Exports from Asia are beginning to soften, creating a threat to growth rates in the region. Kirs...
Exports from Asia are beginning to soften, creating a threat to growth rates in the region.
Kirsteen Melandri, fund manager at Threadneedle, says: 'Asia seemed to be well on the road to recovery but now faces the prospect of a relapse as its neighbours are looking distinctly unwell.
'The results of Asia's recuperation are evident in the economic data over the past few quarters. This was driven by a recovery in exports and the strength of domestic demand across a number of regional markets, notably Korea and Thailand.'
Melandri believes China has also moved into top gear and is now a major driver of intra-regional demand. However, she says: 'The region is facing a renewed challenge as the key markets for its products, particularly information technology, are struggling. Export growth rates are beginning to soften as a result. The question is how the Asian consumer will react to this weak external environment. An increased propensity to spend and easier availability of credit, coupled with historically low interest rates, means the consumer may provide more of a support for growth than in the past.'
But Asia is not being given the benefit of the doubt. 'Concern over prospects for growth in the major markets has mounted at the same time as risk aversion has risen because of global security worries,' Melandri says. 'This has resulted in heavy foreign selling across the region, particularly in markets and stocks in which investors made profits earlier in the year.
'Asian assets are currently very attractive. Structural improvements are not reflected in the equity markets as the region is caught up in the global sell-down. Asia has become a net creditor to the rest of the world as reserves have been rebuilt through current account surpluses. Corporate governance and shareholder value has also been a focus for some time.'
The extent to which the Far East ex-Japan equity markets are still sensitive to the strength of the export market is shown by the impact of the recent West Coast docks strike in the US, according to Gayle Schumacher, head of research at Coutts.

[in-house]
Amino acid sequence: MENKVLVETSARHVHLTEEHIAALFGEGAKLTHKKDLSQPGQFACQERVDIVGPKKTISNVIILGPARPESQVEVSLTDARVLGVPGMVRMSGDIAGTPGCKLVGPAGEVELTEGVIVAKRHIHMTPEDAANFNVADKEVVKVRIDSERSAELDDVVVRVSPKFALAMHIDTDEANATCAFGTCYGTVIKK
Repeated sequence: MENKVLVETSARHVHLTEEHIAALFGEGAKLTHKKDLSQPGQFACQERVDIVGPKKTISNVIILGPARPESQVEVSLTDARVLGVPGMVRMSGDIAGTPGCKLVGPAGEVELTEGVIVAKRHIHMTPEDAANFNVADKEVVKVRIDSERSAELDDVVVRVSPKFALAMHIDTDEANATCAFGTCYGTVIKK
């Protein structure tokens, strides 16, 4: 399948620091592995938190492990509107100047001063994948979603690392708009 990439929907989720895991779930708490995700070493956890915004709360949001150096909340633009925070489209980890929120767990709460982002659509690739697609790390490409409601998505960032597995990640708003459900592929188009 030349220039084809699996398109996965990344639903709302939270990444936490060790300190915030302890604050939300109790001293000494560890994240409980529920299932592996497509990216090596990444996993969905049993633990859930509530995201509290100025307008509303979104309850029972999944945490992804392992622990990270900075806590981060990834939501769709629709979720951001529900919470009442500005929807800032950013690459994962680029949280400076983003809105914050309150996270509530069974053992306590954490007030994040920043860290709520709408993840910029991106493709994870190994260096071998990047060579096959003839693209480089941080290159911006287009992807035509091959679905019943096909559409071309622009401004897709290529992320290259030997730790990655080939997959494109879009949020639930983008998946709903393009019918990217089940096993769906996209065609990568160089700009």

Ships from the Far East were stranded on the high seas when the powerful dockworkers union staged a lockout to protest against increasing technology. The action caused a huge jam in terms of Pacific exports until president Bush intervened to call for an 80-day cooling-off period.
The problem could return to affect Far East exports once that period is over, according Schumacher. 'In the past, the management and union have often failed to come to an agreement,' she notes.
Although the Far East is dependent on the US, it is becoming less so, Schumacher says, while other markets, such as Europe, are becoming more dependent.
In the past three to four years, domestic demand has emerged in the region, she notes, providing a cushion against the export cycle and supplementing growth. At the same time, the Far East has become increasingly competitive and is winning US market share from Europe.
China is a major factor in this. Many global firms are moving production to the country because of cheap labour costs.
The recent terrorist bombings in Bali will affect areas dependent on tourism, she adds.
Impact of Bali bombing will be short lived.
Intra-regional trade increasing.
Asian demand rising as a driver of markets.
br> Bear points
Asia-Pacific region still very export dependent.
Global export market suffering.
US dock strike impacted exporters.
Lack of innovation for solutions
Some 2,000 consumers affected
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